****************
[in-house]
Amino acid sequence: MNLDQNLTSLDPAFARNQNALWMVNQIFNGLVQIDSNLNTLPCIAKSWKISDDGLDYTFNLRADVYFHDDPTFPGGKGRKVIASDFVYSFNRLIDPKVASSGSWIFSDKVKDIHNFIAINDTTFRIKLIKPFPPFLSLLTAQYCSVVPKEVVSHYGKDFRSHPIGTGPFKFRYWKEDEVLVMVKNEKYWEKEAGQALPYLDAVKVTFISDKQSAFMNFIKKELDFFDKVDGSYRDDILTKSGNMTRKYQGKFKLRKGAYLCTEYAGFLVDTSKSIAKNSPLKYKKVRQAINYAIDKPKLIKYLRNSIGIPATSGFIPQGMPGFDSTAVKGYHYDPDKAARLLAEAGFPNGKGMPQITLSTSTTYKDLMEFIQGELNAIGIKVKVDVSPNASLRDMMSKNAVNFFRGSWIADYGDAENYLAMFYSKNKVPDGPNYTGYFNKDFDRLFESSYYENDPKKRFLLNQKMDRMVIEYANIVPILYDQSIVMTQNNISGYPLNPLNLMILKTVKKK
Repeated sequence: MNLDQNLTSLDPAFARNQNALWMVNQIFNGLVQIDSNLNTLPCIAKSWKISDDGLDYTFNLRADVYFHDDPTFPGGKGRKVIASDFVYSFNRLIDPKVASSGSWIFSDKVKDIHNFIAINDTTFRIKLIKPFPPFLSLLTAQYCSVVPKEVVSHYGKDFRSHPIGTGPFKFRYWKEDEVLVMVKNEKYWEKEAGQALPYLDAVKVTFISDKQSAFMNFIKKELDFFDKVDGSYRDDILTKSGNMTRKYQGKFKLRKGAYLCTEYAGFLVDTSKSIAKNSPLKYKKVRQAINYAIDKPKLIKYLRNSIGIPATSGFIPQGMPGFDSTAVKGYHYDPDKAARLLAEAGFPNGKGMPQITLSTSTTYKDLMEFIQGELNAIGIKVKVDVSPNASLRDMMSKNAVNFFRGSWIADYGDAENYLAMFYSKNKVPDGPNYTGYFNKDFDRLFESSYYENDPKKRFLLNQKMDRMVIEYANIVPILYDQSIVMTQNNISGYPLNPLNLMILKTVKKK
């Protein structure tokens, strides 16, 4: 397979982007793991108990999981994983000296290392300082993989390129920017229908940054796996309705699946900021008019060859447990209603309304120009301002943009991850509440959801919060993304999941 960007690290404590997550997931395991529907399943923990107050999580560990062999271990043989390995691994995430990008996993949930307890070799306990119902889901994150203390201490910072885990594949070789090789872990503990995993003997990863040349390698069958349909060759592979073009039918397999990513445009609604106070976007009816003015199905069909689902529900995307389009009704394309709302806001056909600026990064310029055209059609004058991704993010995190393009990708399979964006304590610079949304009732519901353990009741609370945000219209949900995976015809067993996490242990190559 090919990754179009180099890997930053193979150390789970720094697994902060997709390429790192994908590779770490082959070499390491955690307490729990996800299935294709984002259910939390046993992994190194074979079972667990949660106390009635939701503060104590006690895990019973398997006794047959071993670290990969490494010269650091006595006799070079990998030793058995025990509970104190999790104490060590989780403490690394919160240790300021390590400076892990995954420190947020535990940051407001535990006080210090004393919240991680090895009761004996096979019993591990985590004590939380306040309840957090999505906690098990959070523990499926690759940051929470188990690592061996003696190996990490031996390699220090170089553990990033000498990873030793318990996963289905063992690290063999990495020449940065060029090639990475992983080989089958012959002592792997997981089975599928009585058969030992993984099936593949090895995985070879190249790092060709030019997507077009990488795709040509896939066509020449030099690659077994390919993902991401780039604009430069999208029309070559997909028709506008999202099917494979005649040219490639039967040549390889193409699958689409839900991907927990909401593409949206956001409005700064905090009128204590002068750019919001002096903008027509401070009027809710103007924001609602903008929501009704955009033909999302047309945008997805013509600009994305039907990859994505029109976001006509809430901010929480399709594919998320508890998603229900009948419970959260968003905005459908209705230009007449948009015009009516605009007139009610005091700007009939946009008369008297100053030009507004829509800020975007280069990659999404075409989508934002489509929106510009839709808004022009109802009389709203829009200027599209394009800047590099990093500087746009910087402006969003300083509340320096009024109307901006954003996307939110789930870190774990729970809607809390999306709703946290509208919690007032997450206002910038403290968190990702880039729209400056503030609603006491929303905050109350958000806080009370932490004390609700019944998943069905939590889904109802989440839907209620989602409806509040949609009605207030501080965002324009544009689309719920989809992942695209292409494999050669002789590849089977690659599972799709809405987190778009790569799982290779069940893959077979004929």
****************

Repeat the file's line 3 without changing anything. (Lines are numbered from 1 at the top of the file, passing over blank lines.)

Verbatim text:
Repeated sequence: MNLDQNLTSLDPAFARNQNALWMVNQIFNGLVQIDSNLNTLPCIAKSWKISDDGLDYTFNLRADVYFHDDPTFPGGKGRKVIASDFVYSFNRLIDPKVASSGSWIFSDKVKDIHNFIAINDTTFRIKLIKPFPPFLSLLTAQYCSVVPKEVVSHYGKDFRSHPIGTGPFKFRYWKEDEVLVMVKNEKYWEKEAGQALPYLDAVKVTFISDKQSAFMNFIKKELDFFDKVDGSYRDDILTKSGNMTRKYQGKFKLRKGAYLCTEYAGFLVDTSKSIAKNSPLKYKKVRQAINYAIDKPKLIKYLRNSIGIPATSGFIPQGMPGFDSTAVKGYHYDPDKAARLLAEAGFPNGKGMPQITLSTSTTYKDLMEFIQGELNAIGIKVKVDVSPNASLRDMMSKNAVNFFRGSWIADYGDAENYLAMFYSKNKVPDGPNYTGYFNKDFDRLFESSYYENDPKKRFLLNQKMDRMVIEYANIVPILYDQSIVMTQNNISGYPLNPLNLMILKTVKKK